One of the reasons behind Professional Advantage’s ability to quickly develop robust customer relationship management (CRM) based applications such as UpBeat, is a specific development framework. This framework provides an advanced mechanism for CRM developers to 1) produced sound, repeatable outcomes quickly, without needing vast and in-depth knowledge of the CRM software development kit (SDK) and 2) deliver capabilities that are not readily available from the core Microsoft Dynamics CRM SDK library.

The Professional Advantage framework represents a multi-component layer of non-business related logic that resides between the CRM SDK and the business logic. This layer was aptly given the title of ‘framework’ because it represents a structure for supporting a rapid implementation of a CRM development solution across multiple technologies and process models.

As previously mentioned, the framework represents a layer of non-business related logic that resides above the CRM SDK. This means that the maintenance requirement of any CRM product or customisation using the framework is minimal when new CRM versions are released to market. This is a key factor for clients to consider when investing in bespoke CRM development. Applications developed using the Professional Advantage framework provide a level of future proofing during an upgrade process that is not available for pure CRM customisation work.

The Professional Advantage framework comprises two aspects: a core application programming interface (API) library and a collection of framework adapters.

On its own, this core component is pretty powerful and it is this core component that provides a high level API layer to the CRM SDK. The core framework module may be used in both online (cloud) and on-premises environments. This core component, however, is process agnostic meaning that it is simply an API that may be consumed in any process. This core component may be used in CRM plug-ins, workflows, ASP.NET processes, WCF applications, Silverlight applications, Window Service applications, Console, Forms and WPF applications. Suffice to say that the core module is an API.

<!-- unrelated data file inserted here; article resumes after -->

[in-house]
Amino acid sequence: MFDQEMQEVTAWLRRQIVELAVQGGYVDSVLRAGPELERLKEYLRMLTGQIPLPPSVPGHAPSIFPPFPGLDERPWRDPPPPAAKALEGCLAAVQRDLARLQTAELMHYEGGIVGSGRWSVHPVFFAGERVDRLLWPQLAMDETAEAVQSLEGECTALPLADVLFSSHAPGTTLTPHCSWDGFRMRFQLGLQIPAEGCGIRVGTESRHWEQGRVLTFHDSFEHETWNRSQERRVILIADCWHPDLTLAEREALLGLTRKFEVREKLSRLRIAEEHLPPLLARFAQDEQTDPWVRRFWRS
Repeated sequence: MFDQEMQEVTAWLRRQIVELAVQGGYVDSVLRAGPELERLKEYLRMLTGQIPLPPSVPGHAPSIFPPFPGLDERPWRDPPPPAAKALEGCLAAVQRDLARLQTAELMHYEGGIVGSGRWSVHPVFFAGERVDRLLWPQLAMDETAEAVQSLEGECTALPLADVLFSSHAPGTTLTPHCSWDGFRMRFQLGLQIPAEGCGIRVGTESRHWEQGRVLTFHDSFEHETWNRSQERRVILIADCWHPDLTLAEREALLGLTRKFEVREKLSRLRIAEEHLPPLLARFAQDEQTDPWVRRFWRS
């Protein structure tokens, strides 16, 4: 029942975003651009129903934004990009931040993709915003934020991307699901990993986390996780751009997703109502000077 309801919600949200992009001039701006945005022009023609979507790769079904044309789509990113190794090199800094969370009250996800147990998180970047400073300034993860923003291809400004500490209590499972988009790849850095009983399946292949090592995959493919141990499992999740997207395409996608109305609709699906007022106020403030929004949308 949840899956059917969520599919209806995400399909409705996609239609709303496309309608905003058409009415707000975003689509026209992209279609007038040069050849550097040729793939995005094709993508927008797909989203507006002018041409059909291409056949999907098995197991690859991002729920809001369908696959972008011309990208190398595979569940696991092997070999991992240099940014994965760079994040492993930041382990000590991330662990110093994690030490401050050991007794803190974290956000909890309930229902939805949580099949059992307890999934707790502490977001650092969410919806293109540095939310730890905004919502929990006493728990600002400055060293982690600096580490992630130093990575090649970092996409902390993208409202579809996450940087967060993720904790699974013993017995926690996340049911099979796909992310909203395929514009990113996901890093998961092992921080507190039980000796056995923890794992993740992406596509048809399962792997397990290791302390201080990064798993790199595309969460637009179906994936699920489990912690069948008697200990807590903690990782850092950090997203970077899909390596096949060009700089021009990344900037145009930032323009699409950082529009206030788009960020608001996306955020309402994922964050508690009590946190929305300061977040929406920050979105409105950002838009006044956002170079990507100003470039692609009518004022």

The framework adapters, as the name suggests, allows the framework core API to adapt and be consumed by a specific process type. An adapter provides all of the API capability in the core framework module as well as API capability and runtime context specific to that process type. For example, an ASP.NET framework adapter will provide CRM connectivity and authentication straight out of the core framework API as well as providing process ASP.NET runtime context and ASP.NET impersonation tools and much more.

The core framework and adapter design provides a componentised architecture where the implementer may use the core framework API on its own or with as many adapters as is required to implement a solution. Better yet, if the solution requires involvement of multiple processes, the developer’s code may exist in the one code Assembly/Module/file.

All of the technology capability is at the hands of the developers simply by creating a reference to the framework API and its respective adapters. All the developer need be concerned about is the business logic implementation. Best of all, this entire implementation may exist in a single class (file) simply by implementing each adapter interface. For the non-developer audience, this simply means you can have your code to run in a specific process by subscribing to it in your code with one line of code. The implementer need not know how the Windows service loads the code module, or how the AJAX.NET JavaScript call on the browser ended up running the code stub on the server because the Core API module and its adapters takes care of all underlyingframework!

Blog written by Chris Pennington, Consultant to PA. The opinions expressed here are the personal opinions of the writer. Content published here does not necessarily represent the views and opinions

 You can read more about Professional Advantage and Microsoft Dynamics CRM here or Upbeat here.

Write A Comment